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Inflammation and infection in plasma cell disorders: how pathogens shape the fate of patients


The role of infection and chronic inflammation in plasma cell disorders (PCD) has been well-described. Despite not being a diagnostic criterion, infection is a common complication of most PCD and represents a significant cause of morbidity and mortality in this population. As immune-based therapeutic agents are being increasingly used in multiple myeloma, it is important to recognize their impact on the epidemiology of infections and to identify preventive measures to improve outcomes. This review outlines the multiple factors attributed to the high infectious risk in PCD (e.g. the underlying disease status, patient age and comorbidities, and myeloma-directed treatment), with the aim of highlighting future prophylactic and preventive strategies that could be implemented in the clinic. Beyond this, infection and pathogens as an entity are believed to also influence disease biology from initiation to response to treatment and progression through a complex interplay involving pathogen exposure, chronic inflammation, and immune response. This review will outline both the direct and indirect role played by oncogenic pathogens in PCD, highlight the requirement for large-scale studies to decipher the precise implication of the microbiome and direct pathogens in the natural history of myeloma and its precursor disease states, and understand how, in turn, pathogens shape plasma cell biology.


Multiple myeloma (MM) is a cancer of plasma cells that leads to dysregulation of the bone marrow microenvironment, resulting in cytopenias, bone resorption, and monoclonal antibody production. Plasma cells are terminally differentiated B-cells that, without further antigenic stimulation, continuously secrete antibodies. In healthy patients, the adaptive immune response is protective against many pathogens and forms the backbone of memory responses to preventative measures such as vaccination.

Infection is an ill-defined symptom in plasma cell disorders (PCD), such as MM and its precursor phases. Although it burdens every stage of disease, significantly affecting morbidity and mortality, infection is not part of the diagnostic criteria for symptomatic disease requiring treatment. The role of infection in disease initiation and progression remains debated. Although some argue that oncogenic viruses and chronic inflammation are key in the pathogenesis of PCD, the evidence supporting this hypothesis remains scarce. Recently, renewed interest in oncogenic pathogens from microbiome studies has highlighted the interaction between disease progression and homeostasis related to various pathogenic signatures.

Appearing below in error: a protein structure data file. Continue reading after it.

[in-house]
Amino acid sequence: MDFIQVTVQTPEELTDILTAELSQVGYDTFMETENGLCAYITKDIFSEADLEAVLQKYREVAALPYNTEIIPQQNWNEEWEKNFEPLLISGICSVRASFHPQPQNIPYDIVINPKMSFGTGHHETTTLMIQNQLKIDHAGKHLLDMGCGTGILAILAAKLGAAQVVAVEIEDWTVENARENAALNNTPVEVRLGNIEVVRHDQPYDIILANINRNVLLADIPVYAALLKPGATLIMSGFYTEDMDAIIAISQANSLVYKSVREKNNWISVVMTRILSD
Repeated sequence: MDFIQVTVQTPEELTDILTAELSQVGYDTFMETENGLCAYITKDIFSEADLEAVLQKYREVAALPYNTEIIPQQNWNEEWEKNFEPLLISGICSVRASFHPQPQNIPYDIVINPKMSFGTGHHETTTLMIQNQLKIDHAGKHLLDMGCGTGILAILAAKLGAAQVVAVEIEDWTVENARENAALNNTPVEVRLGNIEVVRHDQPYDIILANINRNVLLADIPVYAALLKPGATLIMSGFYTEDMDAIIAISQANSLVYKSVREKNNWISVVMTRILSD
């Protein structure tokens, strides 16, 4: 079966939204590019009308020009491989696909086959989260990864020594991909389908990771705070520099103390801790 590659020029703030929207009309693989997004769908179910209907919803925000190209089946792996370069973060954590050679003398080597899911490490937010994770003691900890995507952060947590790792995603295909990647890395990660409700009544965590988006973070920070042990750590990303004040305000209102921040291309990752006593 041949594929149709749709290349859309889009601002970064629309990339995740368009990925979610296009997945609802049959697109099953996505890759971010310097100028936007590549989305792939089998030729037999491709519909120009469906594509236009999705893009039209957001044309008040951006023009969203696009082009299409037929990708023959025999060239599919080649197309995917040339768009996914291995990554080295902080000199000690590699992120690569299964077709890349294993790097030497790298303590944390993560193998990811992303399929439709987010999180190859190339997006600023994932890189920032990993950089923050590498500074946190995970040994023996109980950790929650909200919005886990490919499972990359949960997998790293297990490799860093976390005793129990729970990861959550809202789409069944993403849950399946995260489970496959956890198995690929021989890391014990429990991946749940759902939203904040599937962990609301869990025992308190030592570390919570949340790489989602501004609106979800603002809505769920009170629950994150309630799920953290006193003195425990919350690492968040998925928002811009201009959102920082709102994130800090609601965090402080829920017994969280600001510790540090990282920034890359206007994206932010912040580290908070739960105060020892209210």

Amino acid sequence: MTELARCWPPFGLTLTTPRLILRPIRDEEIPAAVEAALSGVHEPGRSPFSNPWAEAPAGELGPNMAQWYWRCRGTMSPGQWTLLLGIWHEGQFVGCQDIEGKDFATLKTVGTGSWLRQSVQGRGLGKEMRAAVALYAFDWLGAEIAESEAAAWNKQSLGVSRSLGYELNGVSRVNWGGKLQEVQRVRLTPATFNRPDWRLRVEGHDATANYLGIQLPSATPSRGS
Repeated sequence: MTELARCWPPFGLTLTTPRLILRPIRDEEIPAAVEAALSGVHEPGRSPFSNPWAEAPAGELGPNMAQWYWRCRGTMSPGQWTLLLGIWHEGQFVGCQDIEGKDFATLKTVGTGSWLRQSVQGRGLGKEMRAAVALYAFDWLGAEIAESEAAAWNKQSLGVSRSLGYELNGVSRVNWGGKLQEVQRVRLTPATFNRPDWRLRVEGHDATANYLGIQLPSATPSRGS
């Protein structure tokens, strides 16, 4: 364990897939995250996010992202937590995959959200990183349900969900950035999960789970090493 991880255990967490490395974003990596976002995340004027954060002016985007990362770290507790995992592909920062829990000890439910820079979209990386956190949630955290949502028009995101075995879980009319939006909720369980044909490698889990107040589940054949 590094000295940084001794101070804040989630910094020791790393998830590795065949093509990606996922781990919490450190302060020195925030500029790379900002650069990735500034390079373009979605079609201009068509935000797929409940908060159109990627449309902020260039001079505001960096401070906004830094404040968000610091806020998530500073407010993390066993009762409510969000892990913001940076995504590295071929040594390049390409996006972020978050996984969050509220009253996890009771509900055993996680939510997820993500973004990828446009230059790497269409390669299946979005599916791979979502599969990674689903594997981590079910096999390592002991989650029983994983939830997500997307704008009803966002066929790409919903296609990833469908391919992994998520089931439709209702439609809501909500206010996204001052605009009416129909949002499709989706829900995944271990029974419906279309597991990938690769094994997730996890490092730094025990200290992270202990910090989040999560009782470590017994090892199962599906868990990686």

Here we review the evidence underlying how pathogens shape PCD and how, in turn, PCD impact immune response against infections throughout disease stages.

Role of infection, inflammation, and pathogens in the pathogenesis of PCD

Infection is estimated to cause one in five cancer cases worldwide. [1] Infectious cancer agents can be divided into direct carcinogens, which express viral oncogenes that directly contribute to oncogenic transformation, and indirect carcinogens that cause cancer through chronic inflammation and acquisition of driver mutations. Although this simple dichotomization provides a helpful framework to understand the role of pathogens in PCD, it does not account for their role in immune modulation and cancer progression.

Pathogens as direct carcinogens in PCD

Viruses have repeatedly been considered as a possible cause for cancer, and PCD are no exception to this rule. Oncogenic viruses are believed to contribute to the development of immunosuppression-related cancers [2], with the prime example being Kaposi’s sarcoma and HHV8. There is some evidence supporting an increased risk of PCD in immunocompromised patients. Prior to the development of highly active antiretroviral therapies (HAART), the incidence of monoclonal gammopathy of undetermined significance (MGUS) in HIV patients was believed to be significantly higher than in non-HIV patients, ranging from 4–26% [3]. When considering MM, the standardized incidence ratios (SIRs) from 1980–1996 and 1996–2002 were 2.60 and 2.20, respectively, suggesting the incidence decreased with effective HAART [2]. When considering transplant patients, several publications have suggested a higher risk of MM compared to the general population [4, 5]. Of note, 39% of cases were EBV-positive, far higher than the rates in MM that develop in non-immunosuppressed patients, suggesting they may be a separate disease entity that lie somewhere on the spectrum of post-transplant lymphoproliferative disorders. Although a role for EBV in MM has not yet been established, there are occasional case reports [6, 7] and in vitro evidence suggesting that aberrant EBV latent infection may contribute to the etiology of MM [8].